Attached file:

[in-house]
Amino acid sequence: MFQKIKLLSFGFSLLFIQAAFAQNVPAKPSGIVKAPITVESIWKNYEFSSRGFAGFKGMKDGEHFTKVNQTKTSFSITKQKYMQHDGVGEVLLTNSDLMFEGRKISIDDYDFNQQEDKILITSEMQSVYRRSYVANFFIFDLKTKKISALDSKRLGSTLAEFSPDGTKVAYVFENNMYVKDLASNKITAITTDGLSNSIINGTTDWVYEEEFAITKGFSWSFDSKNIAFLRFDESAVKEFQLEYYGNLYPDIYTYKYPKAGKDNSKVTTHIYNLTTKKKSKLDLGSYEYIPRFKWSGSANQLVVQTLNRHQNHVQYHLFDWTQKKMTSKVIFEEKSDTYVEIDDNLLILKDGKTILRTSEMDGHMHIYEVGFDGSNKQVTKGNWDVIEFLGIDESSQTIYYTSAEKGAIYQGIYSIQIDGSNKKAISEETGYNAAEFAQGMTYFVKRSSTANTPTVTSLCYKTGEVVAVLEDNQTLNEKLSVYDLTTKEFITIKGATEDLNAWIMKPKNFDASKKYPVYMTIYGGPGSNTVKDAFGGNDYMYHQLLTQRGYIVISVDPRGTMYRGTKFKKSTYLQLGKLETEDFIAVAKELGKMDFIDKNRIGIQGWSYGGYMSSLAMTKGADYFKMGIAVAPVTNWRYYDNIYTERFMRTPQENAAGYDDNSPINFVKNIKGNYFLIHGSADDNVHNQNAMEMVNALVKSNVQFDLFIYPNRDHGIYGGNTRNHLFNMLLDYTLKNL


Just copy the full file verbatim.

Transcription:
[in-house]
Amino acid sequence: MFQKIKLLSFGFSLLFIQAAFAQNVPAKPSGIVKAPITVESIWKNYEFSSRGFAGFKGMKDGEHFTKVNQTKTSFSITKQKYMQHDGVGEVLLTNSDLMFEGRKISIDDYDFNQQEDKILITSEMQSVYRRSYVANFFIFDLKTKKISALDSKRLGSTLAEFSPDGTKVAYVFENNMYVKDLASNKITAITTDGLSNSIINGTTDWVYEEEFAITKGFSWSFDSKNIAFLRFDESAVKEFQLEYYGNLYPDIYTYKYPKAGKDNSKVTTHIYNLTTKKKSKLDLGSYEYIPRFKWSGSANQLVVQTLNRHQNHVQYHLFDWTQKKMTSKVIFEEKSDTYVEIDDNLLILKDGKTILRTSEMDGHMHIYEVGFDGSNKQVTKGNWDVIEFLGIDESSQTIYYTSAEKGAIYQGIYSIQIDGSNKKAISEETGYNAAEFAQGMTYFVKRSSTANTPTVTSLCYKTGEVVAVLEDNQTLNEKLSVYDLTTKEFITIKGATEDLNAWIMKPKNFDASKKYPVYMTIYGGPGSNTVKDAFGGNDYMYHQLLTQRGYIVISVDPRGTMYRGTKFKKSTYLQLGKLETEDFIAVAKELGKMDFIDKNRIGIQGWSYGGYMSSLAMTKGADYFKMGIAVAPVTNWRYYDNIYTERFMRTPQENAAGYDDNSPINFVKNIKGNYFLIHGSADDNVHNQNAMEMVNALVKSNVQFDLFIYPNRDHGIYGGNTRNHLFNMLLDYTLKNL